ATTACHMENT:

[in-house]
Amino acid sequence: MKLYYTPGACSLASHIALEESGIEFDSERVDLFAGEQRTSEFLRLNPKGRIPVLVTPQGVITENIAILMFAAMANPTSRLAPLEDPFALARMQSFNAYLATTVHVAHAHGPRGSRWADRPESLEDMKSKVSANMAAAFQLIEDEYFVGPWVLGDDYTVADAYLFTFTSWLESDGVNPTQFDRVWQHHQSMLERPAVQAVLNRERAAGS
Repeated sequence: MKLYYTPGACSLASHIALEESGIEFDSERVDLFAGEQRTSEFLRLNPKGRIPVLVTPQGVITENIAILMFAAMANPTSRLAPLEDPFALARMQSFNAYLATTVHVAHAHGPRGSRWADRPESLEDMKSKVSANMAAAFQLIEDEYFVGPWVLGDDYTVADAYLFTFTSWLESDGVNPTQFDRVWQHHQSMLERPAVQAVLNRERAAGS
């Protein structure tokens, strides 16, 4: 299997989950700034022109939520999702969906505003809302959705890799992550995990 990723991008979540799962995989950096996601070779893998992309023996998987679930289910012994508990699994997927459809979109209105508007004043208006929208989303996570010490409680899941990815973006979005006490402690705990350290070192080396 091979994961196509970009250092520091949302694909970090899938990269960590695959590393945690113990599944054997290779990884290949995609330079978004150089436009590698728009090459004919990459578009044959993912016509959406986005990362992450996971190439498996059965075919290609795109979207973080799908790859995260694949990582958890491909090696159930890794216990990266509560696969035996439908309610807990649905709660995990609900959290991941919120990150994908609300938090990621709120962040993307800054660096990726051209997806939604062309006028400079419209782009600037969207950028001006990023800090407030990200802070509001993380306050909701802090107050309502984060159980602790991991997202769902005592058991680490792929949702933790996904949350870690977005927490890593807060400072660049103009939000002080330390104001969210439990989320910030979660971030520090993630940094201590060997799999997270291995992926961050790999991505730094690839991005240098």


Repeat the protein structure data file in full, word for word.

[in-house]
Amino acid sequence: MKLYYTPGACSLASHIALEESGIEFDSERVDLFAGEQRTSEFLRLNPKGRIPVLVTPQGVITENIAILMFAAMANPTSRLAPLEDPFALARMQSFNAYLATTVHVAHAHGPRGSRWADRPESLEDMKSKVSANMAAAFQLIEDEYFVGPWVLGDDYTVADAYLFTFTSWLESDGVNPTQFDRVWQHHQSMLERPAVQAVLNRERAAGS
Repeated sequence: MKLYYTPGACSLASHIALEESGIEFDSERVDLFAGEQRTSEFLRLNPKGRIPVLVTPQGVITENIAILMFAAMANPTSRLAPLEDPFALARMQSFNAYLATTVHVAHAHGPRGSRWADRPESLEDMKSKVSANMAAAFQLIEDEYFVGPWVLGDDYTVADAYLFTFTSWLESDGVNPTQFDRVWQHHQSMLERPAVQAVLNRERAAGS
């Protein structure tokens, strides 16, 4: 299997989950700034022109939520999702969906505003809302959705890799992550995990 990723991008979540799962995989950096996601070779893998992309023996998987679930289910012994508990699994997927459809979109209105508007004043208006929208989303996570010490409680899941990815973006979005006490402690705990350290070192080396 091979994961196509970009250092520091949302694909970090899938990269960590695959590393945690113990599944054997290779990884290949995609330079978004150089436009590698728009090459004919990459578009044959993912016509959406986005990362992450996971190439498996059965075919290609795109979207973080799908790859995260694949990582958890491909090696159930890794216990990266509560696969035996439908309610807990649905709660995990609900959290991941919120990150994908609300938090990621709120962040993307800054660096990726051209997806939604062309006028400079419209782009600037969207950028001006990023800090407030990200802070509001993380306050909701802090107050309502984060159980602790991991997202769902005592058991680490792929949702933790996904949350870690977005927490890593807060400072660049103009939000002080330390104001969210439990989320910030979660971030520090993630940094201590060997799999997270291995992926961050790999991505730094690839991005240098």